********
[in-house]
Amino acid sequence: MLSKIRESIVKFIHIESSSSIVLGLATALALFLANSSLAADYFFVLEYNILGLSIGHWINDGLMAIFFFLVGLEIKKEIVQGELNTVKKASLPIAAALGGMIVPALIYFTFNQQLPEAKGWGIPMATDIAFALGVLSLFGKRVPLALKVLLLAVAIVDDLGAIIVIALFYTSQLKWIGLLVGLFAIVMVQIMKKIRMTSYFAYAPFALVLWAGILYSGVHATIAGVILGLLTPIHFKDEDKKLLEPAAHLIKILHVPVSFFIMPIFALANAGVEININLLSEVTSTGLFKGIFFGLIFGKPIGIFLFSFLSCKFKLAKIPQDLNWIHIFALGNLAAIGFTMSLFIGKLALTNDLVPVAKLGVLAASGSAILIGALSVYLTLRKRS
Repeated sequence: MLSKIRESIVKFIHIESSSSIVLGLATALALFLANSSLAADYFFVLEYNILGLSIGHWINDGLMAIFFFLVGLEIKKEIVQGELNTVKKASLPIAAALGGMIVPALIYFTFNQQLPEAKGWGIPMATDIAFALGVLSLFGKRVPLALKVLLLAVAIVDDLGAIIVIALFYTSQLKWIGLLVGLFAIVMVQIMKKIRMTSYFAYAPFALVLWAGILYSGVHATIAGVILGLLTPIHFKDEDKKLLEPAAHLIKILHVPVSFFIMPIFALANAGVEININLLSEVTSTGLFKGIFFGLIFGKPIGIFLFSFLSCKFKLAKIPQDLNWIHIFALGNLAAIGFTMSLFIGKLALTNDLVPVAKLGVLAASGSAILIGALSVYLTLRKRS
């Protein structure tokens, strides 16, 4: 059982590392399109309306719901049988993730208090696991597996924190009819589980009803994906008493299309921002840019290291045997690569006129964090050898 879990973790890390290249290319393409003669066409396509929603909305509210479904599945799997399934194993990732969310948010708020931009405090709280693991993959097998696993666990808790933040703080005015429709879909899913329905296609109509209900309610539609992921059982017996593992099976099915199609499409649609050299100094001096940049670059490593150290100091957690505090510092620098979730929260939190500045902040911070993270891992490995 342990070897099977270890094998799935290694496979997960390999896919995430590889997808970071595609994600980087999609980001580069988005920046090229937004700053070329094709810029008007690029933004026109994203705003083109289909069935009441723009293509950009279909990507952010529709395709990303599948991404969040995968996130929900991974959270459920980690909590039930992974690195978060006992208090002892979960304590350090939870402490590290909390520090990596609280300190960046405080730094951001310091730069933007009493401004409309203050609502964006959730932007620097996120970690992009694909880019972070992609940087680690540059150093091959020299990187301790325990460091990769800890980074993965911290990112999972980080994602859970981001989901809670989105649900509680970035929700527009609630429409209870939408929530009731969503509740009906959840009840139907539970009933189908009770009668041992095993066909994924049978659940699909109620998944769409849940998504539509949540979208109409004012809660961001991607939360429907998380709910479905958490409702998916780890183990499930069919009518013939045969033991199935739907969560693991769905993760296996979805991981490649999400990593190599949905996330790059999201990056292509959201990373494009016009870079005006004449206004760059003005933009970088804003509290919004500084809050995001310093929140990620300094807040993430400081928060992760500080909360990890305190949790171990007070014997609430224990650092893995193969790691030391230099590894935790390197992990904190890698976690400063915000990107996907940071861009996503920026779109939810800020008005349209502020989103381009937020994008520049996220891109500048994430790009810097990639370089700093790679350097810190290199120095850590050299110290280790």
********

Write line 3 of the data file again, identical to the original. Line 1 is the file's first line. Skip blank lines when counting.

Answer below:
Repeated sequence: MLSKIRESIVKFIHIESSSSIVLGLATALALFLANSSLAADYFFVLEYNILGLSIGHWINDGLMAIFFFLVGLEIKKEIVQGELNTVKKASLPIAAALGGMIVPALIYFTFNQQLPEAKGWGIPMATDIAFALGVLSLFGKRVPLALKVLLLAVAIVDDLGAIIVIALFYTSQLKWIGLLVGLFAIVMVQIMKKIRMTSYFAYAPFALVLWAGILYSGVHATIAGVILGLLTPIHFKDEDKKLLEPAAHLIKILHVPVSFFIMPIFALANAGVEININLLSEVTSTGLFKGIFFGLIFGKPIGIFLFSFLSCKFKLAKIPQDLNWIHIFALGNLAAIGFTMSLFIGKLALTNDLVPVAKLGVLAASGSAILIGALSVYLTLRKRS